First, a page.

Posted by: Patricia Salkin | August 23, 2017

NY Appellate Court Upholds Finding that Superstorm Sandy Boardwalk Reconstruction was Permitted and Did not Prevent Use of Public Street

Petitioners sought to review a determination of the City of Long Beach to award contracts for the construction of comfort stations along the city boardwalk as part of a plan to reconstruct the boardwalk and restroom facilities that had been destroyed by Hurricane Sandy. The comfort station at issue would be installed adjacent to the petitioners’ condominium complex. The petitioners alleged that the City violated the State Environmental Quality Review Act (SEQRA), article 17 of The Charter of the City of Long Beach, and interfered with their easement of light, air, and access. The Supreme Court, denied the petitioners’ motion for a preliminary injunction, determined that the construction was not a prohibited use of a public street, and dismissed the hybrid proceeding and action.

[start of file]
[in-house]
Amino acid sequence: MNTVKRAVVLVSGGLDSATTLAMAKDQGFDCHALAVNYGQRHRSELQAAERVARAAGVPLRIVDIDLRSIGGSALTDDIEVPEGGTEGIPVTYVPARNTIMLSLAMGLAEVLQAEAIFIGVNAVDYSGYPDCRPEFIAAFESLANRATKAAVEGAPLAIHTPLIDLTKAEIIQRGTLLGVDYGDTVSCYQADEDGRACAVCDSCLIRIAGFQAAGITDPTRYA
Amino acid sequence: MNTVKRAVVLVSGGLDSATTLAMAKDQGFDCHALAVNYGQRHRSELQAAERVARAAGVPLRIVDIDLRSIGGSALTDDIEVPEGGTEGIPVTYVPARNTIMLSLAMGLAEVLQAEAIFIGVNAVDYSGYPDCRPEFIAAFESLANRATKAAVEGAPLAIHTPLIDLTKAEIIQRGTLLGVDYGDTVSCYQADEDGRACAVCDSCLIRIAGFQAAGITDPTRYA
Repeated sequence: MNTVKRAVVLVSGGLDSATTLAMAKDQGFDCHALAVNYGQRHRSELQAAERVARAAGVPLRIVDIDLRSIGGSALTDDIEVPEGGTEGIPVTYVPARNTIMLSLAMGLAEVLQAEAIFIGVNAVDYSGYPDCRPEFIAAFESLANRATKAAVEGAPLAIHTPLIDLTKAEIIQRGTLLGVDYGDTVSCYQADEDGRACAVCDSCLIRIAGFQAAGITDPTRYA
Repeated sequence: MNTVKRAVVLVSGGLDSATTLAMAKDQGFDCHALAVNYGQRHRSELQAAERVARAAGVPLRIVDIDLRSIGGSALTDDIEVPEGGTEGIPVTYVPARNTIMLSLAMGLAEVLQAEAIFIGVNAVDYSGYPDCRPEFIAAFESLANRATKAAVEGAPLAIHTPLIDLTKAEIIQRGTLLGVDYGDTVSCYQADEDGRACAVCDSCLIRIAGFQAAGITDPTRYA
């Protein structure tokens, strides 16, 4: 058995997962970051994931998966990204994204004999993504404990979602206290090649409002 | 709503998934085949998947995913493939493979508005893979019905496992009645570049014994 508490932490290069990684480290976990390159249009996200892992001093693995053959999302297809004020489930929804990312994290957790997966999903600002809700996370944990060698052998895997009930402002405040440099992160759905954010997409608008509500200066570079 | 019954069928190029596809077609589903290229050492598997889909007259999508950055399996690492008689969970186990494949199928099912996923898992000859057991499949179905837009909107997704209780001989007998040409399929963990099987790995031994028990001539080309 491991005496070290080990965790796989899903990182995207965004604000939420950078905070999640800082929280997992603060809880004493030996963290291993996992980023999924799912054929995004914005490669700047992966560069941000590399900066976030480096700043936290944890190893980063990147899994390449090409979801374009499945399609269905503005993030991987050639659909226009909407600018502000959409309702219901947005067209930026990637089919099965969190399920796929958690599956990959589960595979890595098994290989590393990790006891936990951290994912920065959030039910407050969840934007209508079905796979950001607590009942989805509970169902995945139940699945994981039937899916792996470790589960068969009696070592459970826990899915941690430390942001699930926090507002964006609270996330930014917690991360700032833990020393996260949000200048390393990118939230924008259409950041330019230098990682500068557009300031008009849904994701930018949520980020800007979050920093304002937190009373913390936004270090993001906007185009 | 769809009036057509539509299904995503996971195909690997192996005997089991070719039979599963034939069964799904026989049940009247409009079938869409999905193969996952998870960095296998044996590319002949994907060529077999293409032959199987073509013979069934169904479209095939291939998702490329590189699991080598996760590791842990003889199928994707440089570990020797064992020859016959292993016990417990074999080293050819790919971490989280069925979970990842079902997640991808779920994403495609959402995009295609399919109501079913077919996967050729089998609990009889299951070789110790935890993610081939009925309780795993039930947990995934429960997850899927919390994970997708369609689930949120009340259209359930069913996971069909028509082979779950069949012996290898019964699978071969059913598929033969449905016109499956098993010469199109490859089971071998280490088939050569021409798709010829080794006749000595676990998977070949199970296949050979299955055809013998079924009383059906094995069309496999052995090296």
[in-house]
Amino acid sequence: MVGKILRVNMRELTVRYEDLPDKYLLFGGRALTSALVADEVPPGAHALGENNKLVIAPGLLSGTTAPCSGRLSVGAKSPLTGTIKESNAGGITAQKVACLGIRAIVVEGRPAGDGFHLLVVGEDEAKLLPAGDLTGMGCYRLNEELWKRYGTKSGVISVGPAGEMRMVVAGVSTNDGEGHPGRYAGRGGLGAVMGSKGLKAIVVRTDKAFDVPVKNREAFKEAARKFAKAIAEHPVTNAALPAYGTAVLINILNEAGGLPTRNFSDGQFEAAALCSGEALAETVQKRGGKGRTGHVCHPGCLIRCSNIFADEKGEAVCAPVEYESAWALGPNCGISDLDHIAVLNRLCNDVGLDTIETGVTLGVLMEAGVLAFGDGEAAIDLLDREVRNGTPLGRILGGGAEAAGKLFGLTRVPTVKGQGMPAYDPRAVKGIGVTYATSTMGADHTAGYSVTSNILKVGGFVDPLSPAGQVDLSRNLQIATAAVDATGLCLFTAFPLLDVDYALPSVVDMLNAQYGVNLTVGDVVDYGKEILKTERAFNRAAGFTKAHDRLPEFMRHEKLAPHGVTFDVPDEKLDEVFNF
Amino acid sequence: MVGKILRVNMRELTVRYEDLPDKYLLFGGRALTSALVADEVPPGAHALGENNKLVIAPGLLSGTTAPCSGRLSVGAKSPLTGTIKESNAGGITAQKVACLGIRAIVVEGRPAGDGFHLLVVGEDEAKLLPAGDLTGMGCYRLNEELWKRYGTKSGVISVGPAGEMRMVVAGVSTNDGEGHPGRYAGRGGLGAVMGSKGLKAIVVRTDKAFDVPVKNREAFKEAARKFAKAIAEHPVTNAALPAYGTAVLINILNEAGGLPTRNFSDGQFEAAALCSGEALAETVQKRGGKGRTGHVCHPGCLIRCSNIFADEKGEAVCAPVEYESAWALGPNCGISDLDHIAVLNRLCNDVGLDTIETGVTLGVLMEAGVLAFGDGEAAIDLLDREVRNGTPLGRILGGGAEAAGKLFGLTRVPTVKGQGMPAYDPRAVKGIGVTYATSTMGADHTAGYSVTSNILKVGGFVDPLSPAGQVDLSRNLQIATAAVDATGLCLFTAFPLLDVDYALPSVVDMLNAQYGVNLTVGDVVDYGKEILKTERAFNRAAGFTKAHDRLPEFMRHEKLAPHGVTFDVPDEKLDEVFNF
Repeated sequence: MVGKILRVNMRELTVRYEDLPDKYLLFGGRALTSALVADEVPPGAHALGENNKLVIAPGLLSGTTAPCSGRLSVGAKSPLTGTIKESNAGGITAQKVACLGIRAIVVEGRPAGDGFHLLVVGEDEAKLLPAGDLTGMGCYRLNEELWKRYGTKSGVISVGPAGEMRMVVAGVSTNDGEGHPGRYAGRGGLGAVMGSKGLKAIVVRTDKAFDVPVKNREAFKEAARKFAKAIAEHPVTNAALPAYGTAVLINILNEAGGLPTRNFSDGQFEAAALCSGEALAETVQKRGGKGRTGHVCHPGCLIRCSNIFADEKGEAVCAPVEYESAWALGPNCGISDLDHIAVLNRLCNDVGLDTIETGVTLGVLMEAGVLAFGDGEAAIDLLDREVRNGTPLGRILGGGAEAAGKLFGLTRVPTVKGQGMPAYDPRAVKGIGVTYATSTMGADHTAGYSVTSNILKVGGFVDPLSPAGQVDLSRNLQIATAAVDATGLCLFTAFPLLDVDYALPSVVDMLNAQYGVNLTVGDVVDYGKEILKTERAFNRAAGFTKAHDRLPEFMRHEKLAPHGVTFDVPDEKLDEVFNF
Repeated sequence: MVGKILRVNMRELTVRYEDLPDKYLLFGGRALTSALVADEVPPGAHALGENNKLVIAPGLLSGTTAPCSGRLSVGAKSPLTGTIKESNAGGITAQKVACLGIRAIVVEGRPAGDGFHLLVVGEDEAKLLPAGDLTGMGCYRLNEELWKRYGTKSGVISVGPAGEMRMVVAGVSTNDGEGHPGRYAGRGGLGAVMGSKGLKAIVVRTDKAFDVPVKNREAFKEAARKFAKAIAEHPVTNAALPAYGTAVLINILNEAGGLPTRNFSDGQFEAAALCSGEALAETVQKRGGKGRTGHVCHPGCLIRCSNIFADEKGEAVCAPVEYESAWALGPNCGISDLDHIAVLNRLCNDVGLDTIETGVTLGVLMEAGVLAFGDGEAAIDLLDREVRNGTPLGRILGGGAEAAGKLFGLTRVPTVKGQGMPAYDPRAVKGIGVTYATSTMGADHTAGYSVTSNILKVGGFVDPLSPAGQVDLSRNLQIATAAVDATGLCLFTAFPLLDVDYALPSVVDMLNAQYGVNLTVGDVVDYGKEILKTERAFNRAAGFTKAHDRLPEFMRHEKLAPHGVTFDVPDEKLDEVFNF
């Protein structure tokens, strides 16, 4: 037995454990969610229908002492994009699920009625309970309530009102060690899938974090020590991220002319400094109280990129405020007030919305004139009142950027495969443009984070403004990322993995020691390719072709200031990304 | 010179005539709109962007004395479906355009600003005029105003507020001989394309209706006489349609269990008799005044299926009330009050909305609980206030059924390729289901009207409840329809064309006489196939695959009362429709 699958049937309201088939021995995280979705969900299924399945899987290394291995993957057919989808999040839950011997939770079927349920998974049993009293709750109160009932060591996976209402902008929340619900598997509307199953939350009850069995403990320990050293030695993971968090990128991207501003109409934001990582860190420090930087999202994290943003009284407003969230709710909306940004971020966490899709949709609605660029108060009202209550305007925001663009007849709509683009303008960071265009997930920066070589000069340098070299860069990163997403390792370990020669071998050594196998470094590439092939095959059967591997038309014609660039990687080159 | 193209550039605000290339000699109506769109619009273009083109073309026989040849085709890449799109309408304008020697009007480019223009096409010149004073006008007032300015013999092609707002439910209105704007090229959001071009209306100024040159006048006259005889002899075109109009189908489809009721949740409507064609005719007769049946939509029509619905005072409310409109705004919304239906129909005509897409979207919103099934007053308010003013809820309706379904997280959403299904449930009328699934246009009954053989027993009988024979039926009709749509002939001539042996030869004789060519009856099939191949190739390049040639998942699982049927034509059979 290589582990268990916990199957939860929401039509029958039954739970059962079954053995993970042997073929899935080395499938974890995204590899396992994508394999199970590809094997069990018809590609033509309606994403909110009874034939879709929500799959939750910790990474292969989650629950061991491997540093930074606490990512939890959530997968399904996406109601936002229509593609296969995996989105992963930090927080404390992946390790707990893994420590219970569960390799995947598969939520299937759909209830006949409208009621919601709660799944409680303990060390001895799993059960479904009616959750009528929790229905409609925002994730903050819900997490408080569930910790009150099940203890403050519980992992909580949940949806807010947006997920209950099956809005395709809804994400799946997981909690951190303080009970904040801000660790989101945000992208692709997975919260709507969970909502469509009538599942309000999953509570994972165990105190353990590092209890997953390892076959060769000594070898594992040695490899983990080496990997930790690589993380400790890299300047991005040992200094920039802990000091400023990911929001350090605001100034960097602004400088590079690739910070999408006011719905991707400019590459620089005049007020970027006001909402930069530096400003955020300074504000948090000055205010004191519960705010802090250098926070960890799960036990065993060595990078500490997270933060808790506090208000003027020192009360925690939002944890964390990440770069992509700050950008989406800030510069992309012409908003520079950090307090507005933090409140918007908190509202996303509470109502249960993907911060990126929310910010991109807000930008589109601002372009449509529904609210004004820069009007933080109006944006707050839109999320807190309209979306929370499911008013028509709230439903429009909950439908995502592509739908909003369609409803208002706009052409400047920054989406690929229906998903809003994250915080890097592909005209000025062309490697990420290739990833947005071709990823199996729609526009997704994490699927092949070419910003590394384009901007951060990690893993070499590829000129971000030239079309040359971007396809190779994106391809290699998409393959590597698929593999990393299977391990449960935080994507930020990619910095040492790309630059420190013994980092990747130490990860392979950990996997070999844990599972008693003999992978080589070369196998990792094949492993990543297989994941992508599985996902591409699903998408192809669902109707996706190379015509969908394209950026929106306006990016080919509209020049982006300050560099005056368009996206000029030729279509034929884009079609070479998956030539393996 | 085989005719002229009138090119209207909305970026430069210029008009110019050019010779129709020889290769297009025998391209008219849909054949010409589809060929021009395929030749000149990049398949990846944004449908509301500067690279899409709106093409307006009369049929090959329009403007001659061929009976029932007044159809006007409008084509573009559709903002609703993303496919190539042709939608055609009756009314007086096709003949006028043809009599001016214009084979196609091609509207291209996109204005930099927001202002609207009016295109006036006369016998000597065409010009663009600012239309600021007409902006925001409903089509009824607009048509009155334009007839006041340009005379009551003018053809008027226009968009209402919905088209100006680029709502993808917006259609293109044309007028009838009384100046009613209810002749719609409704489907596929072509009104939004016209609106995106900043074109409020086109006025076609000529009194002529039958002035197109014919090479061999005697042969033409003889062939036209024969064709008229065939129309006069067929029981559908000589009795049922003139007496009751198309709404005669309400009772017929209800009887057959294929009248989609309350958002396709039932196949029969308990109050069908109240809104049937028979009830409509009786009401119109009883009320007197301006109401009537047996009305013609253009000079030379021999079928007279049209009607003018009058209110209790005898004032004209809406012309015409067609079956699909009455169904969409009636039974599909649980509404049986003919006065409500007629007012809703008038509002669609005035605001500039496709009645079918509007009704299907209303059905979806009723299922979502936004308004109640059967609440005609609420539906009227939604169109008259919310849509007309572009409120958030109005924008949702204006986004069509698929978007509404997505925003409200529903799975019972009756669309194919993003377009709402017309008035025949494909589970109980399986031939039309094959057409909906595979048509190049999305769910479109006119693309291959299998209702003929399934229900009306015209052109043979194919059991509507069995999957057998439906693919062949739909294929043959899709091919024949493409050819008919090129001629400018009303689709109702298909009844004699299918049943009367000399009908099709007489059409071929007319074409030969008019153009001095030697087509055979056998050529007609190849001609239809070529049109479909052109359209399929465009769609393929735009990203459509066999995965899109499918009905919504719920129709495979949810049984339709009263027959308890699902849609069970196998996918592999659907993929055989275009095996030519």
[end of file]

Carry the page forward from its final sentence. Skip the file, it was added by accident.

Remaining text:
On appeal, the court found that the proposed construction would neither completely block the petitioners’ ocean view nor prevent the petitioners from using the public street. Instead, the construction would only shorten the length of the dead-end street, and remove several public parking spaces. Furthermore, the turnaround on the street would still be intact, although moved 23 feet to the north, and access to the petitioners’ driveway and building’s entrance would not be impeded. Accordingly, the Supreme Court’s determination that the construction was not a prohibited use of a public street, was upheld.

Shapiro v Torres, 2017 WL 3611866 (NYAD 2 Dept. 8/23/2017)

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